This Valentine's Day, Plan has produced a film featuring teenage couple Purity, 16, and Saviour, 18 advocating for increased knowledge of contraception and sexual health

Plan Ireland is advocating for increased knowledge of contraception and sexual health amongst girls, which can help tackle child marriage, via a new film for Valentine’s Day.

Plan is working with young people in Zambia, such as teenage couple Purity, 16, and Saviour, 18, who married when Purity was just 15, to raise awareness of the issue of early and forced marriage.

When Purity became pregnant, the young couple tied the knot because of society pressure.

Although they are in love, they admit in the film – Young Love… It’s Complicated – that more knowledge about contraception would have kept them both in school.

“I didn’t realise that I would get pregnant if I had sex,” says Purity. “I had no information about it – no-one had spoken to me about it. My husband was also in school but he had sat his grade 9 exam.  I wanted to be educated and get a job where I can look after my family. I wanted to be a nurse.”

“I regret having kids at such a young age,” says Saviour. “A number of my friends have also fallen in this predicament – I wasn’t the first one. I really loved school.

“My ambition when I left school was to be an accountant or a doctor. That dream is now gone because I’m married.”

Globally, it is estimated that 15 million girls – some as young as 8 – are married each year, robbing them of their childhood. Some are forced to get married because they fall pregnant, while others get married because of pressure from society.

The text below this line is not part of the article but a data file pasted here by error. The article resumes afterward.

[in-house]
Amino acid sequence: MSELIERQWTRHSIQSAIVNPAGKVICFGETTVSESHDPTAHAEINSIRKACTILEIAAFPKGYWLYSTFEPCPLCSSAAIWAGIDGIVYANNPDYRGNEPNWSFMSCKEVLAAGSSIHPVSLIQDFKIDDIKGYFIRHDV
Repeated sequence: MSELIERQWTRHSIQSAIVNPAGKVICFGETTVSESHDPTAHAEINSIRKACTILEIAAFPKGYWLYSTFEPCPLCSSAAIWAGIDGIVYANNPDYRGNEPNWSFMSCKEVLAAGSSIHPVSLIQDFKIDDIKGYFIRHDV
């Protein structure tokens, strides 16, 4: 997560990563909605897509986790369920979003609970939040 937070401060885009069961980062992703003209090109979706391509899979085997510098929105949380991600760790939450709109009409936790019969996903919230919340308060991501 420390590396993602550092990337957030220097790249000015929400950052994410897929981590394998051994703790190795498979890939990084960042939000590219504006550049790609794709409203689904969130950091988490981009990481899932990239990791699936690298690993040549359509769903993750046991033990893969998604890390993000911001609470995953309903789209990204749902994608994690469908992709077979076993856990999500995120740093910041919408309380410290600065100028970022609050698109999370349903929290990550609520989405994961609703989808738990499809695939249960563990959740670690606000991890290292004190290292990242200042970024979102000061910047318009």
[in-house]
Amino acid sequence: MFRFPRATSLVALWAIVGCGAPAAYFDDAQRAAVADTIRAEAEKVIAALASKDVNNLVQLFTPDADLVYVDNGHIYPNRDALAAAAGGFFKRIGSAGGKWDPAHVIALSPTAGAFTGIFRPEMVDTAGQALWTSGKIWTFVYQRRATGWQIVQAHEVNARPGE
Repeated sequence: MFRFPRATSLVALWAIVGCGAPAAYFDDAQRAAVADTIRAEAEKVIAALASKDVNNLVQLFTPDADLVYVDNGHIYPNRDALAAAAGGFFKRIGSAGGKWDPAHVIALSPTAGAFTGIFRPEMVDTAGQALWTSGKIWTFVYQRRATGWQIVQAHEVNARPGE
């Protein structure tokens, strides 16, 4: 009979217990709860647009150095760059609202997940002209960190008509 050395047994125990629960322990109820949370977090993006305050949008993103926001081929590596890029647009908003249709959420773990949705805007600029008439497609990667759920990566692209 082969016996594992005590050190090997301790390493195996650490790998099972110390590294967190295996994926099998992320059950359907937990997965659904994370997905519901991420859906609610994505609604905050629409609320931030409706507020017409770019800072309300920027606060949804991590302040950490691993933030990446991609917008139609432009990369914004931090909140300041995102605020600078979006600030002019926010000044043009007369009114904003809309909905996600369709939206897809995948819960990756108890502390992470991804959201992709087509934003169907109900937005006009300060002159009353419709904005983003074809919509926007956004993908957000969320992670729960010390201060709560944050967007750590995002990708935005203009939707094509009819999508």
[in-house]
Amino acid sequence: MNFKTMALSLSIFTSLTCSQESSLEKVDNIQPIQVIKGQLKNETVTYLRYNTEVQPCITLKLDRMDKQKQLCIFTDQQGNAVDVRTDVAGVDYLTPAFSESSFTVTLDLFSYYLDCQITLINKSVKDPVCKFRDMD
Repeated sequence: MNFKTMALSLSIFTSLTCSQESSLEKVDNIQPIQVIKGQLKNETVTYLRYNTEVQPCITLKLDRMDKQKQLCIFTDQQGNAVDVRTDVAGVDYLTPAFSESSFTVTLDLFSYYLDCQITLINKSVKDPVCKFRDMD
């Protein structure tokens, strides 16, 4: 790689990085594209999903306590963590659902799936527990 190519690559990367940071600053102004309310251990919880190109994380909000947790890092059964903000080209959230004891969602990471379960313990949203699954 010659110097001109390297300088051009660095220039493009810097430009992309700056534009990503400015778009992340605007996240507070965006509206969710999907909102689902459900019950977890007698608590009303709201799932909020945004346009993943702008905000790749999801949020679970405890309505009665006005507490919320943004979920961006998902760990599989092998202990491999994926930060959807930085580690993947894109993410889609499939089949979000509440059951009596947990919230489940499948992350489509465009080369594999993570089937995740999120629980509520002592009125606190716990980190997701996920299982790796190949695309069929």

According to Plan’s Because I am a Girl campaign, early and forced marriage can force girls out of education and into a life of poor prospects, with increased risk of violence, abuse, ill health or death.

Purity now makes a living by helping run a shop thanks to a Girls Economic Empowerment Project (GEEP) run by Plan.

The programme provides scholarships for vocational training, counselling, business skills and entrepreneurship training to participants, as well as lobbying for their rights.

“I’ve learned how a girl has the right to even start up her own business,” she says. “Before I joined the GEEP group I just stayed at home.

“In the shop we sell sugar, salt, salad and biscuits. Last Friday GEEP received chicks and we were trained on how to look after the chicks.

“We also work together growing groundnuts, cassava. We sell some and then with the money we get, we can buy things we need for the house.”

Esther Cumba, Programme Unit Manager of Plan International Zambia says: “A lot of girls fall pregnant in this area because lack of adequate information about sexual reproductive health.

“Of course it’s a challenge because people view issues of family planning or use of condoms and all these other things with different perceptions.

“It begins with the leaders themselves – they do not fully understand because they also have the mandate of preserving the culture.”

Plan aims to provide a holistic approach, by increasing girls’ knowledge of contraception and sexual health, educating communities about the dangers of early and forced marriage, then providing an alternative, so girls are able to still go to school or make a living for themselves.



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